Yesterday VMware announced the acquisition of Virsto Software, a virtual storage company. VMware continues to grow their portfolio of software solutions as core virtualization sales have begun to decline for the virtualization pioneer. Â After announcing a plan to layoff 900 employees this year, VMware will look at other avenues to continue revenue growth.Â ContinuingÂ on it’s path to defining and building the Software Defined Data Center, the VMware acquisition of Virsto Software allows them to add the virtual storage component to their portfolio.
From the press release:
â€œVMware is committed to continuing to deliver software innovations that bring significant efficiencies to our customers while simplifying infrastructure and IT,â€ said John Gilmartin, vice president of storage and availability, VMware. â€œWe believe that the acquisition of Virsto will accelerate our development of storage technologies, allowing our customers to greatly improve the efficiency and performance of storage in virtual infrastructure.â€
|Key people||Mark Davis, CEO, Alex Miroshnichenko, CTO, Serge Pashenkov, VP of Engineering|
|Products||Virsto VSI, Virsto VDI|
In a nutshell:Â Virsto Software Storage Hypervisor does for storage what the server hypervisor did for servers. Virsto offers a VM-centric storage hypervisor, delivering purpose-built software defined storage and changing the economics of storage in virtualized environments.
What it addresses:
The concept is fantastic and from what I have seen, the product delivers with flying colors. Here is a quick introduction video.
With acquisition comes the challenge of bringing together multiple business cultures.Â The thing I find mostÂ surprisingÂ about all this, is that a layoff announcement is followed by an immediate acquisition announcement. Â VMware has been tremendously admired because of its innovation. No other enterprise grade technology that I know of, has created such a buzz in the industry along with a huge and influential following over the last decade. Through the various user groups (VMUG) the online following, the number of certified professionals in such a short period. The list goes on. However I am noticing an evolution that perhaps is not familiar territory for a company who has was designed from the ground up in Palo Alto Californian. Don’t get me wrong. VMware is no stranger to acquisitions! They have made 20 + acquisitions since 2006, but after seeing both of their top leaders depart in the last 8 months, I am wondering if there is something more to all this?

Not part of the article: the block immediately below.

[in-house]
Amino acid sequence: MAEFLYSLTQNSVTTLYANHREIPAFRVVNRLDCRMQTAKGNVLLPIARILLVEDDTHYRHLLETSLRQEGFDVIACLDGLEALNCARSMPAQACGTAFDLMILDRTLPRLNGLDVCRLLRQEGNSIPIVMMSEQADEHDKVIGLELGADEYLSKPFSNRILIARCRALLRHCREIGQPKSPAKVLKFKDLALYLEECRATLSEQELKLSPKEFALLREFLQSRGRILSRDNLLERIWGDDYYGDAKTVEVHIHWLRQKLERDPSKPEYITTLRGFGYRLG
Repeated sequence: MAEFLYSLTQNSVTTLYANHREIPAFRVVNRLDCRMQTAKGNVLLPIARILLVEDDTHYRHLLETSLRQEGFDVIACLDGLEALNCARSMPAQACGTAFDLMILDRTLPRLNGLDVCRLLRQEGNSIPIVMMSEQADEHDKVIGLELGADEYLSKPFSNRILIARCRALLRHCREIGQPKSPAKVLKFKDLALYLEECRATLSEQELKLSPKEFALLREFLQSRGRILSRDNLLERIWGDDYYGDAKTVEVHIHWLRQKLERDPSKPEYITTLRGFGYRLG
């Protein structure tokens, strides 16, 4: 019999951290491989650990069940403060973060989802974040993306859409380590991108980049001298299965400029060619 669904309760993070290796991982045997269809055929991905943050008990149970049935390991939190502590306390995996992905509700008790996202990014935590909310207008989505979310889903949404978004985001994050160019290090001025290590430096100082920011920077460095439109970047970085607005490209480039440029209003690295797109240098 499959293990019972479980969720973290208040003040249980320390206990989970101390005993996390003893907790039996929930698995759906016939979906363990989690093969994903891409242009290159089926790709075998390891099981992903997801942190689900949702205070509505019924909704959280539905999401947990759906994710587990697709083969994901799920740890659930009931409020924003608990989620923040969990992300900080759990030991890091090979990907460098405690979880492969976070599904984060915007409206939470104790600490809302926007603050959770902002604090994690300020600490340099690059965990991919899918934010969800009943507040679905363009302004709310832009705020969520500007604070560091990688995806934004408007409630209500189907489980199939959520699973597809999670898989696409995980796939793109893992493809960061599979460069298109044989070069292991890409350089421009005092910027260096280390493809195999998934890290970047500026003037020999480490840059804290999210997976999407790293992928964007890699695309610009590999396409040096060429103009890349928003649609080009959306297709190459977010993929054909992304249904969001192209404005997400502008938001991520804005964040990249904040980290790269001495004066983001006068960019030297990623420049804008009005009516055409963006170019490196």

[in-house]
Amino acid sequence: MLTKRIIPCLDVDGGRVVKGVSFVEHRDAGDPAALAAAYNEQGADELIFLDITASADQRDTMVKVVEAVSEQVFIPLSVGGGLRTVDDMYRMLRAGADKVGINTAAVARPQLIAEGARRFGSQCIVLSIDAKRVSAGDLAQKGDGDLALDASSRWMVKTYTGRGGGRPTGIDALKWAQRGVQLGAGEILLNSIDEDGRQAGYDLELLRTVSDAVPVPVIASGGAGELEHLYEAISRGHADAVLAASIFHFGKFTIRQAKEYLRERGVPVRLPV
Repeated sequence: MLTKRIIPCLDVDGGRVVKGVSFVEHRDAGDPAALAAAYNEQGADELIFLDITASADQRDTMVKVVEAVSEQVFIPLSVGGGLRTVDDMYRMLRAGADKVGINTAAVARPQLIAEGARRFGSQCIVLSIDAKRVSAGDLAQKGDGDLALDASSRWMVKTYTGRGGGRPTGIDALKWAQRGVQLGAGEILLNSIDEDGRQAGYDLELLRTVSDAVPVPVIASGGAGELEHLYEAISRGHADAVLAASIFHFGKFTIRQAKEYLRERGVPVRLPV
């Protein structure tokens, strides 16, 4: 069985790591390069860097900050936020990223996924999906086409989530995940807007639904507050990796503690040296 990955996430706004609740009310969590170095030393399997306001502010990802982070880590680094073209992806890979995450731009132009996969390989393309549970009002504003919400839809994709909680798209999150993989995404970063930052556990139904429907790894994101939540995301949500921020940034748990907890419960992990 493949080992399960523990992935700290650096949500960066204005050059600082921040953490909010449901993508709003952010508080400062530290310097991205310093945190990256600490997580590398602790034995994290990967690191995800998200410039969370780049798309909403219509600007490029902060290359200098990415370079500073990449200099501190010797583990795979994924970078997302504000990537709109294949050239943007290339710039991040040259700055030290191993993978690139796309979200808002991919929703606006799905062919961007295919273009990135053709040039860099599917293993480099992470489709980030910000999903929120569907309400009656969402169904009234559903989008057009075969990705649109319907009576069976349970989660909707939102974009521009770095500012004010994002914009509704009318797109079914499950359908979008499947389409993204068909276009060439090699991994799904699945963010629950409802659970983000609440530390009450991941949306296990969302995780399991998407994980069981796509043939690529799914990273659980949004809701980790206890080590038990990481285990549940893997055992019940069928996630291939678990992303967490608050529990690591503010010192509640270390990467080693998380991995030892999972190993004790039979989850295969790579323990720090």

Here are my questions. Will VMware’s shift to “acquire and conquer other vendors” work in their favor? Is Microsoft Hyper-V now included in Windows Server 2012 breathing down Vmware’s neck a cause for panic? Could EMC, the VMware majority shareholder (and storage leader) not have enough brain and engineering power to design this on their own? VMware had to go out and acquire a company which initially designed their product for Microsoft Hyper-V and had a strong integration with Hyper-V and Citrix. So what does VMware do with all that Hyper-V and Citrix integration IP which Virsto Software developed a successful business on?
See the full VMware acquires Virsto SoftwareÂ press releaseÂ here.